Erasable Games Weblog

(Sudoku in words and pictures)

Entries tagged with 'Sudoku Puzzles'

Reversi Sudoku

Sunday, May 4th, 2008

Reversi Sudoku

Earlier today, at my grandson Keegan’s 1st Birthday Party, I talked with a friend of mine (and another Keegan Grandparent) who sells books. Old books. He calls it: Lou Manrique — Antiquarian Bookseller. He talked about his recent passion for playing Reversi online with folks worldwide (but one at a time). Wikipedia goes into great detail about Reversi.

A long time back, I played the same game under the name Othello, something the Japanese trademarked back in the early 1970s. But in practice, Reversi and Othello are synonymous. Interestingly, There is a World Othello Federation.

Lou got me to thinking about how I could combine Reversi and Sudoku. Out of that comes this cartoon today. I imagine that you can solve the sudoku puzzle, but as you add a number to the board, you now also have to choose a black or white number. As you complete the puzzle, the board gets more fully filled in, perhaps by alternating black or white pieces.

Once the puzzle is solved, Reversi rules take effect.

A legal move in reversi is one which will complete linear envelopment at least one opponent’s disc and convert the disk(s) to your initial color. Play passes to your opponent if you have no legal moves. No legal moves for both players means the game ends and your territory extent is counted.

Now starting from the interior, it is necessary to flip linearly enveloped opposite colored numbers to your initial color (black). You alternate flipping to black, then to white, until there are no more flips possible. Then notice which color is more popular. It’s probably much better with two people playing.

To (re)freshen your skills playing Reversi, there is a computer Applet which you can play: See Reversi Java Applet By Thomas Wolf.

Consider solving this Sudoku Puzzle variant as bait for getting someone to help you finish the Reversi portion.

There is also a Reversi variation you can play in this! It’s called Reversed Reversi, where the goal is to minimize territory (i.e. lose). Just let your opponent know your objective, so that the game is more interesting.

Domino Pairs Sudoku

Monday, April 28th, 2008

Domino Pairs Sudoku

The last cartoon that referred to Dominos and Sudoku occurred on March 30, 2007. At the time, I was more concerned with the number representation shown by the spots or “pips” than the tiles or “bones”.

So with this cartoon, I offer a variant using the tiles of a double nine set of Dominos.

A little analysis shows that a 9 by 9 Sudoku board permits a filled in arrangement of 40 tiles, keeping 1 cell uncovered. In this cartoon, I choose that cell to be the center cell, identified and covered by a circular single pip. For clarity, the starting tiles that are horizontal, have their border tinged in bright blue. Vertical tiles are shown in black.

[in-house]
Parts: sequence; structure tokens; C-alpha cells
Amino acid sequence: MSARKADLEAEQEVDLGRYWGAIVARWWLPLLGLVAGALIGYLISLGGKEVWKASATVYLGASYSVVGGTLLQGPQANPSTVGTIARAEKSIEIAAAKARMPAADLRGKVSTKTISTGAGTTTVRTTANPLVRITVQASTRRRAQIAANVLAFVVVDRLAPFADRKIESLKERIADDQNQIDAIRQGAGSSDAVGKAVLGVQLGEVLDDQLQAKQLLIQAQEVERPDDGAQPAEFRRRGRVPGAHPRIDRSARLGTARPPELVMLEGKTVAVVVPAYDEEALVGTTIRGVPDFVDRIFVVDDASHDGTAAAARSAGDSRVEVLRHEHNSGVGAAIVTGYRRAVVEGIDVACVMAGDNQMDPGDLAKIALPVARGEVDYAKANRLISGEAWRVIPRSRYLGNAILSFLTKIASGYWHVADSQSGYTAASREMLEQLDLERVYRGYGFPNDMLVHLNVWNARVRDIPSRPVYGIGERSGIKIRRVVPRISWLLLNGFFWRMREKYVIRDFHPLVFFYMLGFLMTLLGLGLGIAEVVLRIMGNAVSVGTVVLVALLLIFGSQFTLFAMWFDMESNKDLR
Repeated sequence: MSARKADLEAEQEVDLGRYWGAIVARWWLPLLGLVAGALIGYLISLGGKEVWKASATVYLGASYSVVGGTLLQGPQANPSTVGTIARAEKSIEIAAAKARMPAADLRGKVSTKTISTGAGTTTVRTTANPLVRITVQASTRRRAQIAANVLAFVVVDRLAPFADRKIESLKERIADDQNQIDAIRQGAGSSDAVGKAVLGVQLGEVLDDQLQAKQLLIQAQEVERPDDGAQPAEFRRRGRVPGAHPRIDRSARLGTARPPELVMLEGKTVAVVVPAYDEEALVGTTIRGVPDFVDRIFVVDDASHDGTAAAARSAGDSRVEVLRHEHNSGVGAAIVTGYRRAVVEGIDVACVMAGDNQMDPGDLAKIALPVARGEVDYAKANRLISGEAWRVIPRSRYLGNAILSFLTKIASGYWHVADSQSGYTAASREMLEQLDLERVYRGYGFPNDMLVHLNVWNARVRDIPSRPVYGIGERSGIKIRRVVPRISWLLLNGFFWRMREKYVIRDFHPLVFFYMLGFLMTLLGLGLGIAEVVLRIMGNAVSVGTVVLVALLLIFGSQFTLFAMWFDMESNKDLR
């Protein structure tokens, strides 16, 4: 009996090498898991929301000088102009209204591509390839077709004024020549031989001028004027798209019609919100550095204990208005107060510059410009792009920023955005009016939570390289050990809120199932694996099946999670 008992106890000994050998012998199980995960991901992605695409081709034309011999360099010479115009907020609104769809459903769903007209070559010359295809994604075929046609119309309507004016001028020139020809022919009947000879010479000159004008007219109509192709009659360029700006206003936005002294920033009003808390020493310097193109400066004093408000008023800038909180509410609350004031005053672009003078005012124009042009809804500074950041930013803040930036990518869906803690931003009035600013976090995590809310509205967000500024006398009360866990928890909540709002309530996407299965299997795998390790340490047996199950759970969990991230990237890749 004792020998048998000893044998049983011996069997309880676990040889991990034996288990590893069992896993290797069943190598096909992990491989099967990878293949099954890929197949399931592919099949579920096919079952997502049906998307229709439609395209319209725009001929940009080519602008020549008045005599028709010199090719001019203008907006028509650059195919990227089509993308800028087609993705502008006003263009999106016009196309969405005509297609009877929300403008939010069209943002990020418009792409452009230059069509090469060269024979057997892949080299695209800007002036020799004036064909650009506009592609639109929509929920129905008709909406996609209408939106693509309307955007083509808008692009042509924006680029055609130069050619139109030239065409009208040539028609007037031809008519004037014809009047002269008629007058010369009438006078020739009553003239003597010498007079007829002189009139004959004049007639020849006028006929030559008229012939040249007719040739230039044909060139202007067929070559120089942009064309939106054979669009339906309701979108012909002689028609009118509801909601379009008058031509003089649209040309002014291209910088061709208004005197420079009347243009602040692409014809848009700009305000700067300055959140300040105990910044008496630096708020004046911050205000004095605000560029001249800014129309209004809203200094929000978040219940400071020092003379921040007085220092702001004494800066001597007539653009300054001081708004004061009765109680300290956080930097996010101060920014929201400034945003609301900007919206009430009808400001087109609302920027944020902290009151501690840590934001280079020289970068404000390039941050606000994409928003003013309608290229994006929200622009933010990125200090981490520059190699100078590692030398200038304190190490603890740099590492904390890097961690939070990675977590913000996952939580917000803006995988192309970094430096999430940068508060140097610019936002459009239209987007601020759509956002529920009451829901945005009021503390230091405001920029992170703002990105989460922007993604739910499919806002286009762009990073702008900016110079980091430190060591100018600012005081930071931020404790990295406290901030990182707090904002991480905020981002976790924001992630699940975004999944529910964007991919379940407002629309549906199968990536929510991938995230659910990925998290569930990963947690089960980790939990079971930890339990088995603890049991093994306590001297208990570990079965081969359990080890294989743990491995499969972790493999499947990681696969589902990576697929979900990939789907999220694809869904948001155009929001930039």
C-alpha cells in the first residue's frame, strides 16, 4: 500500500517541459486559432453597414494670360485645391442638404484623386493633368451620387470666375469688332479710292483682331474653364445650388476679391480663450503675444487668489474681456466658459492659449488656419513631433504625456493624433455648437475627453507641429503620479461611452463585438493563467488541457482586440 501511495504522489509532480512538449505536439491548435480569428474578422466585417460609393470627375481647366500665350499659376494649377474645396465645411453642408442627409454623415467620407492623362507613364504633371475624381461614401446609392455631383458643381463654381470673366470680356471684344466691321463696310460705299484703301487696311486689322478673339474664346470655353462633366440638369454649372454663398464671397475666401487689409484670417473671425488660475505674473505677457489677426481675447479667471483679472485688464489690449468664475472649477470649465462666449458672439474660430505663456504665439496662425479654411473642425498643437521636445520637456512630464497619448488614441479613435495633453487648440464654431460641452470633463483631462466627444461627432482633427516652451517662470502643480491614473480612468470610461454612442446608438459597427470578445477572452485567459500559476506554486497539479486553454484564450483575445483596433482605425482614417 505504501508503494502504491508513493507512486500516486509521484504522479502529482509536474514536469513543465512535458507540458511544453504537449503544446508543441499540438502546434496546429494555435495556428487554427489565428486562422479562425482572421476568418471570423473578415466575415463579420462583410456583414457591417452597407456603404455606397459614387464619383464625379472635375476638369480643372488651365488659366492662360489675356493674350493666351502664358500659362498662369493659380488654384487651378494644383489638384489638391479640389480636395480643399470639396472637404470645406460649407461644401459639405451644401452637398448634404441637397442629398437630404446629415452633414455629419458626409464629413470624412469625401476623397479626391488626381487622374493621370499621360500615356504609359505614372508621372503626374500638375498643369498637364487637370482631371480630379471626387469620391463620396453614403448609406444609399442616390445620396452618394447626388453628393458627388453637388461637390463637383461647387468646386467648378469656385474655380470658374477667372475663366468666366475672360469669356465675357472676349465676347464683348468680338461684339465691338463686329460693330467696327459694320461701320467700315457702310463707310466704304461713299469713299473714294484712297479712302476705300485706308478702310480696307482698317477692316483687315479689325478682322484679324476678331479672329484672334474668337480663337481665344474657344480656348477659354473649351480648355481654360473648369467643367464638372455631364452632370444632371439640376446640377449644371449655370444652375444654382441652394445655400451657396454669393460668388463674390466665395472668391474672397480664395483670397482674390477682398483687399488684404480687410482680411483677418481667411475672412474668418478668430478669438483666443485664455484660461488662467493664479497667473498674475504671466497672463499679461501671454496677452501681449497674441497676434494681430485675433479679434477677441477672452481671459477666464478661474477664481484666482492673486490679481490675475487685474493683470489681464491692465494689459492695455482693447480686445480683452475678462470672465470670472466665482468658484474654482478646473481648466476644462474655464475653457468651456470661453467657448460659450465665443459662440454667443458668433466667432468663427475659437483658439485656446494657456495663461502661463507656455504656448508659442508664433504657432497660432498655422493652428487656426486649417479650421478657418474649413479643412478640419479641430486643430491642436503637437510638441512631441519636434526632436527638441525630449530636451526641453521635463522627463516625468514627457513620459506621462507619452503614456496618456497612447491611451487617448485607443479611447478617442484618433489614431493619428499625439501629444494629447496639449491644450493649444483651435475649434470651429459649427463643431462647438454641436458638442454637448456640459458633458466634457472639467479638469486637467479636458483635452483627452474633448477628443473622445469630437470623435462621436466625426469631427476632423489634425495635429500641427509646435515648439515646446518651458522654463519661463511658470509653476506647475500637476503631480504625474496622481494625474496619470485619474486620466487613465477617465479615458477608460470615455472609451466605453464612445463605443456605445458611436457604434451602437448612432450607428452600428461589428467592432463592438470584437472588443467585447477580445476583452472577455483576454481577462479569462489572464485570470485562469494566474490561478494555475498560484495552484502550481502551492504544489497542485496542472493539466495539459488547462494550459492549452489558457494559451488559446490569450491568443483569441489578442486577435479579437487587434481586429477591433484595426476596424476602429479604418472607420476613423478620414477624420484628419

Unfortunately, a double nine set of dominos contains 55 tiled pieces, of which 19 are inappropriate for Sudoku uniqueness rules (all tiles containing a blank and all the symmetric pairs). That leaves up to 36 unique tiles to place. This means there will be at least 4 tiles that are “cloned” in order to solve the Sudoku puzzle.

Fortunately, the tiles with pips are rotationally symmetric, unlike numbers printed on tiles, so they can fit into whateveer sudoku nook is required.

In keeping with the “solving rules” of this variant, place tiles or adjacent numbers two at a time. This is an unusual way of solving sudoku, especially at the beginning when you may be hard-pressed to find even a single number.

Perhaps you should invest in a double nine domino set as a solving aid and have a paper copy of the puzzle in progress to record your emerging solution, and place tile pairs only as they become available.

Sudoku XV

Sunday, April 20th, 2008

Sudoku XV

The 3rd World Sudoku Championship (with classic and variant puzzles) has been won by Thomas Snyder of the United States. In second place is Yuhei Kusui of Japan and Jakub Ondrousek of the Czech Republic who placed third. Mr. Snyder also won the Classic Sudoku Championship (no variants), followed by David McNeill of the United Kingdom in second place and Michael Ley of Germany in third place. Team competition results show the Czech Republic in first place, followed by Japan and Germany in 2nd and 3rd place, respectively.

One of the variants shown in the Instruction booklet (First Link in the Downloads Section, a PDF file) for this year’s contenders is known as Sudoku XV. The fewer numerical clues are offset by number pair relationships as sums of 5 or sums of 10. You may use the full force of sudoku analysis to fill in numbers and get the bonus of a neighboring pair value.